The Times food section today features an article about broilers. It includes this sentence: "Our mothers pressed them into service for steaks and chops (which I must admit my mother ruined by cooking them until they were gray and dry)."
If the Times reporter has a complaint about his mother's cooking, let him address it to her in person (if she is alive). Or take it up in psychotherapy. Instead, Times readers are hauled along into the middle of this intra-family conflict, in which the mother isn't given a chance to respond to the accusation. She might have replied that the Times reporter ought to be grateful that she fed him at all, given the way he was to end up publicly griping about her cooking before an audience of hundreds of thousands of Times readers.
Times reporters who use the paper's columns (and the time of readers) to complain about family members without allowing the family members a chance to respond are a recurrent problem. For an earlier example, see here.
The Times chose to run a question and answer-style interview with one (just one) of the many MacArthur Foundation "genius" prize fellowship winners on the cover of its arts section. Never mind that winners of right-wing awards never get the attention in the Times that the left-leaning MacArthur geniuses do. Here is a portion of the Times interview with Brooklyn-based painter Nicole Eisenman:
The lead story of my Saturday Times print edition here in Boston carried the subheadline, "Conservatives Viewed the House Speaker as Not Anti-Government Enough." By later editions, the subheadline had changed to "Surprise Announcement May Help Avert Another Government Shutdown."
The editor who killed the early subheadline displayed some good judgment in improving it. Alas, that judgment did not extend to editing the rest of the news article about the resignation of Speaker Boehner. It reported, "His downfall again highlighted the sinewy power of a Republican Party faction whose anthem is often to oppose government action....With antigovernment fervor helping to prompt Mr. Boehner's decision, several candidates for the Republican presidential nomination were quick to try to capitalize on the animus."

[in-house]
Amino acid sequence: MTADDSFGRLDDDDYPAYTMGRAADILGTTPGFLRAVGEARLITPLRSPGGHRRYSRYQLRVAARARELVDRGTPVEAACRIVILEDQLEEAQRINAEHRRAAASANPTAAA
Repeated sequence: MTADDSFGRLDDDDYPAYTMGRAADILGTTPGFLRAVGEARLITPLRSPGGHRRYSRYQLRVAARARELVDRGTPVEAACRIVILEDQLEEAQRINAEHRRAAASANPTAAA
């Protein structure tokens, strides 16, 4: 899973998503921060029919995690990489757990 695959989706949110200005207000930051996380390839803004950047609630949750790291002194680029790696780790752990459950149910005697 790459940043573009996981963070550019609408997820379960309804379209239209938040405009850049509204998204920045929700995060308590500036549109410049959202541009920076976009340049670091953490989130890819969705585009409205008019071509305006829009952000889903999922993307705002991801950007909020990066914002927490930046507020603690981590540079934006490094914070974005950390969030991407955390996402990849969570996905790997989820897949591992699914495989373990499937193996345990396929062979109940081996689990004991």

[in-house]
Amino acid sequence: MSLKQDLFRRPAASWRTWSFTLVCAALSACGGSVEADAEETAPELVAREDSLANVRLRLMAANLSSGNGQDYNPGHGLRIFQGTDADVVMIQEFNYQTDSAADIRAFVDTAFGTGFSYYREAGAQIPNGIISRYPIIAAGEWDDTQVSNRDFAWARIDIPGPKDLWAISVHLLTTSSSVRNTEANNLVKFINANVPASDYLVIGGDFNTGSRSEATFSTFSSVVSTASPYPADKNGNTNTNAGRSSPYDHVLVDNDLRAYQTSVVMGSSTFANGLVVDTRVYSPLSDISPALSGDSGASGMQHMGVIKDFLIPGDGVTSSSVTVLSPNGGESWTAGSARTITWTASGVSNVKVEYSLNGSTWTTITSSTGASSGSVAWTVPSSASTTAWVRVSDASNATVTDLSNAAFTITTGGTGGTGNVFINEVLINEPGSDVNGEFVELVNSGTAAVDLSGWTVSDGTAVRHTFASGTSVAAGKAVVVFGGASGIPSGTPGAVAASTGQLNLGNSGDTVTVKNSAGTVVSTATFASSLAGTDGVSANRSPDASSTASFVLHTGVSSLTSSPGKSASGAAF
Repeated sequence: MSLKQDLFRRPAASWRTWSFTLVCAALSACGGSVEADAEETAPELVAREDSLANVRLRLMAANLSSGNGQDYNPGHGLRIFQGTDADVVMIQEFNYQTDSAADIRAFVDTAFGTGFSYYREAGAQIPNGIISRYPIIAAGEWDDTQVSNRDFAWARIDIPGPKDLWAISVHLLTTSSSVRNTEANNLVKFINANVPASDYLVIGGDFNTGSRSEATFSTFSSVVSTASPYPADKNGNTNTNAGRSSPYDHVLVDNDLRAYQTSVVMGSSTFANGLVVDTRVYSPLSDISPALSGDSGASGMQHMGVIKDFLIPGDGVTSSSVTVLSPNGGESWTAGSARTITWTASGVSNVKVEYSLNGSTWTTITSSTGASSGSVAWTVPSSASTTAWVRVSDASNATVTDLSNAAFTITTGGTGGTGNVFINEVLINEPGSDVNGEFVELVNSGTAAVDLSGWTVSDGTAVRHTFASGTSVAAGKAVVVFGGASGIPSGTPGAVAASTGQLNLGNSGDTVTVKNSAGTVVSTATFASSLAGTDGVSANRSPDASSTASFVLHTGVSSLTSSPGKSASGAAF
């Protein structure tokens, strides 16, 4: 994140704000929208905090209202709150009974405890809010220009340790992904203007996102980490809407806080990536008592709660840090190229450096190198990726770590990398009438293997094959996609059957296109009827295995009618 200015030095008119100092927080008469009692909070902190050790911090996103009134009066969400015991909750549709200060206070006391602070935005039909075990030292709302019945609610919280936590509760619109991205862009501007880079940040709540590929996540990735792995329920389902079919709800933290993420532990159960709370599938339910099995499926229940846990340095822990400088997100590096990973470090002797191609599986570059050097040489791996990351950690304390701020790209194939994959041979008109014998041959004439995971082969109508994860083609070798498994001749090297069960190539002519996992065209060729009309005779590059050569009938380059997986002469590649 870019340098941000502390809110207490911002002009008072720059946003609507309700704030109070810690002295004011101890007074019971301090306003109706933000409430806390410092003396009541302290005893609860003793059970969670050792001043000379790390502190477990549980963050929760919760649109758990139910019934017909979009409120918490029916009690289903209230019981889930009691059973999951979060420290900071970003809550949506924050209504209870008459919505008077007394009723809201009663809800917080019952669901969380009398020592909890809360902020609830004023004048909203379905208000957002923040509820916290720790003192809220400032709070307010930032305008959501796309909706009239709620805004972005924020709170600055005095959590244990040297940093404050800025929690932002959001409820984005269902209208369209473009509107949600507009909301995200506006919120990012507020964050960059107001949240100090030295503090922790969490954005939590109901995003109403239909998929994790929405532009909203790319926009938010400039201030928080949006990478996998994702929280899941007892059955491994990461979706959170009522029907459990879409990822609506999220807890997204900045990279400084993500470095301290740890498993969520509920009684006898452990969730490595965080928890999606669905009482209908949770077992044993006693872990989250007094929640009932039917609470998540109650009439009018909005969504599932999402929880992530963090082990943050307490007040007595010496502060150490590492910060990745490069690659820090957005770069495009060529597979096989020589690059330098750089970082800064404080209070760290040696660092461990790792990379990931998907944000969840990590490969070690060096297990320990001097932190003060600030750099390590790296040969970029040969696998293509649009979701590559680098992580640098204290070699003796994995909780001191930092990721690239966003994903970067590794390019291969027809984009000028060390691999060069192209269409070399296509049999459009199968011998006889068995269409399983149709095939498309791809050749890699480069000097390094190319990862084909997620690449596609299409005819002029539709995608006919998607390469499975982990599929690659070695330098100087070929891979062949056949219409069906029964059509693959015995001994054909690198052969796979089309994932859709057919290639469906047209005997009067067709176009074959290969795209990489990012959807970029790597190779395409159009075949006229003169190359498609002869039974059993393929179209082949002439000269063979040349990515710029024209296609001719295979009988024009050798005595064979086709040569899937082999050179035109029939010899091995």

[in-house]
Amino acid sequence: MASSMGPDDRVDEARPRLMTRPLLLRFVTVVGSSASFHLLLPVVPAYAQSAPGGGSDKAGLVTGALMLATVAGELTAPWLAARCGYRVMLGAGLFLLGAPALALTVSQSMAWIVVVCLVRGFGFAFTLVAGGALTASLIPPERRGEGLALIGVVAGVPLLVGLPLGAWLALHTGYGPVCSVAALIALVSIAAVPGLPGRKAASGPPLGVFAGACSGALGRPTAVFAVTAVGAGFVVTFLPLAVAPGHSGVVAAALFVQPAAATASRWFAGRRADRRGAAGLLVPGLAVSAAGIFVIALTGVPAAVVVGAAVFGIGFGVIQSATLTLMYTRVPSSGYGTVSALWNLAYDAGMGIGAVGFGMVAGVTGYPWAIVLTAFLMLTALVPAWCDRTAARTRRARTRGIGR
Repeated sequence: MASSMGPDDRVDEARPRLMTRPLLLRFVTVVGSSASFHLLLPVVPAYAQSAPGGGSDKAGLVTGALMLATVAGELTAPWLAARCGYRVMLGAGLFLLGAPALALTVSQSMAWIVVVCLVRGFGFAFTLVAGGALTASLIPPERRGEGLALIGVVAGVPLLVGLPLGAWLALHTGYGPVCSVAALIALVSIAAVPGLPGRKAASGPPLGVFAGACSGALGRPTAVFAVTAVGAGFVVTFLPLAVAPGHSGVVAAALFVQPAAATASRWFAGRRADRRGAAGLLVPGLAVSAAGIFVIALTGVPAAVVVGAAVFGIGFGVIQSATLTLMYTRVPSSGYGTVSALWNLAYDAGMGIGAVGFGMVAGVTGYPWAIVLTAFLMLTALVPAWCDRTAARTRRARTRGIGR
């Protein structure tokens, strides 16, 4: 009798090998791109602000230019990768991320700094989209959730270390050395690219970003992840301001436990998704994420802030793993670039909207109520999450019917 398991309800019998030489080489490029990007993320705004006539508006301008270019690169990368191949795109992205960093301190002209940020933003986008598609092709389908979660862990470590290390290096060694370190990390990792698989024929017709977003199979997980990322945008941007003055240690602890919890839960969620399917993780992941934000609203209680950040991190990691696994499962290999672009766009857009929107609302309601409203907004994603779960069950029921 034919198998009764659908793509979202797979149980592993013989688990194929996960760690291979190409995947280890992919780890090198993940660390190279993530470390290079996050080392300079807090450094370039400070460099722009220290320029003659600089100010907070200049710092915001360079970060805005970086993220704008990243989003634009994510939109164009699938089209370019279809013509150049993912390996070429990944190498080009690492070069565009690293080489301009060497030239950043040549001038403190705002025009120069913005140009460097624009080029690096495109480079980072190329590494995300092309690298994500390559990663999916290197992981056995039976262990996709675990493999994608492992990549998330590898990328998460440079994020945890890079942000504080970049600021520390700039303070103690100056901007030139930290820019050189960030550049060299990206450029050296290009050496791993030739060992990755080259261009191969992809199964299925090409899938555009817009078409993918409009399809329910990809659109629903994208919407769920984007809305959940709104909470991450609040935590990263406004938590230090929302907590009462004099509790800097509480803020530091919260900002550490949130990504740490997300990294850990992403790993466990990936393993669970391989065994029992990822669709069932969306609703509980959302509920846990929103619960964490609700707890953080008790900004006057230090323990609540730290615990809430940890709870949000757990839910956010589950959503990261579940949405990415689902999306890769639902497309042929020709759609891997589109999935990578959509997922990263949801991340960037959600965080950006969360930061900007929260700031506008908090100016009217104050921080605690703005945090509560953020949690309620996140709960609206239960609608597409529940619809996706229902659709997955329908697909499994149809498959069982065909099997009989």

Back in March, the Times ran a front-page news article by Ben Hubbard under the headline, "Saudi Justice, Harsh But Able To Spare The Sword." The gist of it was that Saudi justice is more lenient than it is commonly given credit for:
New York Times Co. Sells Access To Iranian Oil Official
The New York Times Company is planning to make money by selling in-person access to a key official in Iran's oil ministry.
A Times staff member, Brenda Erdmann Hagerty, sent an email Friday soliciting sponsorships and selling tickets to the conference, which is set for October 6 and 7 at London. The email, a copy of which was obtained by SmarterTimes.com and which is reproduced below, pronounces the Times "Oil and Money" conference "delighted to announce that H.E. Seyed Mehdi Hosseini, chairman of the Oil Contract Restructuring Committee at the Iranian Ministry of Petroleum, will be attending in person."
National Review's Kevin D. Williamson does a pretty fine job of pointing out some of the absurdities of a New York Times dispatch from Ramallah.
And another Web site has what it says are details of the reporter's personal history as a protester and advocate against Israel.
Mark Bittman's farewell Times op-ed column includes this sentence: "I'm sorry, too, that more progress hasn't been made in reducing the marketing of junk food to kids and on limiting the ease with which children can buy soda." What would he do? Require ID and set a 21-year drinking age for soda?
A Times "Upshot" article by Josh Barro interviews several economists about the possible effects of Jeb Bush's proposed tax plan on economic growth. The article includes this passage: